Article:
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Mike Dow

Mike Dow

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John Lodge has no interest in slowing down. The legendary bassist, composer and vocalist for the 2018 Rock and Roll Hall of Fame 2018 inductees the Moody Blues is back out with his 10,000 Light Years Band this summer as part of the 28-date “The Royal Affair Tour” with headliners Yes.

Rounding out the bill are bands Asia and Carl Palmer’s ELP Legacy, with special guest vocalist Arthur Brown.

“It’s a long show – about four hours,” Lodge said during an interview from the hotel of his Toronto tour stop. “Sometimes the show starts as early as six p.m. (laughs).”

Leading the pack of new releases this week is the first LP from Jack White and Brendan Benson’s The Raconteurs since 2008’s “Consolers of the Lonely.” The 12 new songs that make up “Help Us Stranger” (Third Man Records; June 21) signal a return to the riff-rich joy that made the band’s first two releases so much fun. Heavy on guitars, the album’s warm analog sound (White’s preferred method of recording) lends an air of timelessness while also allowing the music to breathe. Welcome back, fellows.

For as much as we know about the events surrounding the 1969 Woodstock Music and Art Fair, when more than a half million people converged on a 600-acre dairy farm in the tiny hamlet of Bethel, New York, for a weekend of music by Jimi Hendrix, The Who, Janis Joplin and dozens more, there is apparently much that we don’t. Author and Woodstock-attendee Mike Greenblatt has managed to expose a surprising amount of first time information in an impressively detailed book on the festival scheduled for release in July.

Greenblatt’s “Woodstock 50th Anniversary: Back to Yasgur’s Farm” (Krause Publications) is an absorbing read not only for music fans but also for history buffs and documentarians keen on firsthand information.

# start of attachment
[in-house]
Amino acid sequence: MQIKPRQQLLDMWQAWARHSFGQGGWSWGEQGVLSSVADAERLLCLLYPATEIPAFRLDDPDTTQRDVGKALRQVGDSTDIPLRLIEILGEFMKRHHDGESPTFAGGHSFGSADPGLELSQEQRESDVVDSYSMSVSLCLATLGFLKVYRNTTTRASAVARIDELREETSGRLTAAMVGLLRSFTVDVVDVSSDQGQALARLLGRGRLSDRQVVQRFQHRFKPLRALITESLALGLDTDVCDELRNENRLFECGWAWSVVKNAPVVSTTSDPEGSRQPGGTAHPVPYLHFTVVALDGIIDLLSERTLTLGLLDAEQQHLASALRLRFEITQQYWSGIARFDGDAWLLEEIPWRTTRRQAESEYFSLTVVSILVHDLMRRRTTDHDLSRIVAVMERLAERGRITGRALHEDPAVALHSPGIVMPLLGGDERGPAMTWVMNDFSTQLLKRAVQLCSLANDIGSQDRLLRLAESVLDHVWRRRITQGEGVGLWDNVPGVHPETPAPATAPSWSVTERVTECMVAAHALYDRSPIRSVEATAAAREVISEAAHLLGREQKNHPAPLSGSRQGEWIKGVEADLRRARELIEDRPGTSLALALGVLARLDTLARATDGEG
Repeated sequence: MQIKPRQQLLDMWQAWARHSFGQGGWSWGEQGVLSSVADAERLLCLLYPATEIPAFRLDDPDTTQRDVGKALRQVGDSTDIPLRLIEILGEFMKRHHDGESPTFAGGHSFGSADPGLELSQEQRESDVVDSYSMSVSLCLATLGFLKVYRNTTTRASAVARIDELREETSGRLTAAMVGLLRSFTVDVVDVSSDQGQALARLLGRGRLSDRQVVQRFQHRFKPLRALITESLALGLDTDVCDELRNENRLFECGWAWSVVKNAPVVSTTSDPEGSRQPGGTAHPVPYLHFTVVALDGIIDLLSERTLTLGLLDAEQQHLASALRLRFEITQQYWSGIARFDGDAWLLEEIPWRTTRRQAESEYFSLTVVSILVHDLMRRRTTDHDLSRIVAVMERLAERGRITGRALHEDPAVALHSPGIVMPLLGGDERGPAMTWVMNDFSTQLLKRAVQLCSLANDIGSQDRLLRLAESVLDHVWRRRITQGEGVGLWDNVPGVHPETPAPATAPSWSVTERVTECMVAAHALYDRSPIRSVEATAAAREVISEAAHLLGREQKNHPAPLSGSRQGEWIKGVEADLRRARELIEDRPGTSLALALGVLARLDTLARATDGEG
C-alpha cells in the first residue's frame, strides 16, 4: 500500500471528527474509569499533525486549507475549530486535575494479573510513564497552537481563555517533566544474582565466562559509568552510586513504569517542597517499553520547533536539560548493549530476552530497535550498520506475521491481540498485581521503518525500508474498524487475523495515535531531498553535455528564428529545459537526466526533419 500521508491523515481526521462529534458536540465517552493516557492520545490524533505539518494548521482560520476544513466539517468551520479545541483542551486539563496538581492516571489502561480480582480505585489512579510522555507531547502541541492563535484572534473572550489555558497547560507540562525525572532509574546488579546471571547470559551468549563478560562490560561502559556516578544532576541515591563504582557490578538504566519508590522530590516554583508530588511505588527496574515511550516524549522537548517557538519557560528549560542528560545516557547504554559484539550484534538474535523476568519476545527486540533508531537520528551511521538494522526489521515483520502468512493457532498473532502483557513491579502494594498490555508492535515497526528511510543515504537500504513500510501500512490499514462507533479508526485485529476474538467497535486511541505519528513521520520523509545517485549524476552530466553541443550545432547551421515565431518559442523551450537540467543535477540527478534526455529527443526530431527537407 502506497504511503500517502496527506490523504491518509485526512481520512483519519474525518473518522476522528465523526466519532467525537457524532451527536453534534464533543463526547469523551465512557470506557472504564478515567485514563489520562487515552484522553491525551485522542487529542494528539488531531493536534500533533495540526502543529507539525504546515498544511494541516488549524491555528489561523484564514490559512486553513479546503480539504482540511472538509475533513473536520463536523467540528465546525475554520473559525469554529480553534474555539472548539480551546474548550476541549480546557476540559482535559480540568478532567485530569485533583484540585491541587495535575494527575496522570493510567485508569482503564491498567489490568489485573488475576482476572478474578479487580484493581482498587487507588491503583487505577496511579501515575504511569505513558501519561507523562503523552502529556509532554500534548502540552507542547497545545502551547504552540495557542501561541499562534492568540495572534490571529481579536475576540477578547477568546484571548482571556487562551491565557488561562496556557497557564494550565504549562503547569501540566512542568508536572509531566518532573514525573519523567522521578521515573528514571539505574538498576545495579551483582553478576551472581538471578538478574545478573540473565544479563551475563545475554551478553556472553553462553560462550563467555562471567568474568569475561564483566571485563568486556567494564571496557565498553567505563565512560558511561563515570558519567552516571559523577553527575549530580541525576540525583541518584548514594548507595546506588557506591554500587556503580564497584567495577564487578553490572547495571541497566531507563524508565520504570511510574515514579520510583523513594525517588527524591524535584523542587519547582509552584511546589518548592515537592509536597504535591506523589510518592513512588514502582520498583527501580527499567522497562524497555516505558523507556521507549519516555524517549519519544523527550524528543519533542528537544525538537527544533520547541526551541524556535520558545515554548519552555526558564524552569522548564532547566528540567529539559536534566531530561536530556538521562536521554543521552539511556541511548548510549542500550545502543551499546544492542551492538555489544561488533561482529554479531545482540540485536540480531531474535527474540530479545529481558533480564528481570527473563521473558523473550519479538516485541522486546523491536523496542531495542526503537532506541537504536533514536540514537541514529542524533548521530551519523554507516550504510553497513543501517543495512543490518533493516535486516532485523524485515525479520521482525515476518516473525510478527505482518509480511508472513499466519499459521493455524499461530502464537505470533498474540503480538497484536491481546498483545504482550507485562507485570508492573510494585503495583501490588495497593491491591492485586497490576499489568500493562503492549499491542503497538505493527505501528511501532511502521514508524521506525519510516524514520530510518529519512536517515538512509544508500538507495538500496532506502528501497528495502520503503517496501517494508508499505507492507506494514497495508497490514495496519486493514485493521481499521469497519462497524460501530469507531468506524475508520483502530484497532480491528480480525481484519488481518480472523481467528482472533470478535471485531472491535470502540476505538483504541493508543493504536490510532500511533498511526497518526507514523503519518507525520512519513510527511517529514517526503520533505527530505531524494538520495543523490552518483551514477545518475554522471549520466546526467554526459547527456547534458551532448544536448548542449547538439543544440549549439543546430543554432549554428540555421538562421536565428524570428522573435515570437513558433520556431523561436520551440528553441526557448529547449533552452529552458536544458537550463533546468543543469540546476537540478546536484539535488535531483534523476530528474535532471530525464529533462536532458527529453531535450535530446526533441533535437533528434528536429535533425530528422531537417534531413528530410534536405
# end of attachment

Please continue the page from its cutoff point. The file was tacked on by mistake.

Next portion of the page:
In addition to conducting interviews with 32 figures central to the Woodstock story, Greenblatt artfully conjures the sights, sounds, and even the scents of the festival, from the perspective of a woefully unprepared 18-year old music fan eager to soak up all it had to offer – including the brown acid.

A multitude of Woodstock-related images appear in Greenblatt’s book which assist in transporting the reader to the lip of the stage as the author recounts the festival’s humble beginnings and tumultuous build-up as well as an act-by-act rundown of each performance, and the significance of its legacy.

As a publicist, editor and freelance journalist, Greenblatt has been writing about rock music in all of its forms in the five decades since Woodstock. He’s been thrown against a backstage wall by a pissed off Meat Loaf; nearly killed by Jerry Lee Lewis, and has driven around the Jersey Shore with Bruce Springsteen. In short, the guy has stories.

BANGOR – The inaugural concert for the 2019 Outlaw Music Festival drew thousands of fans to Darling’s Waterfront Pavilion in Bangor last Friday night to hear headliners Willie Nelson & Family, Phil Lesh & Friends, Alison Krauss, The Revivalists, Lukas Nelson & Promise of the Real and Particle Kid.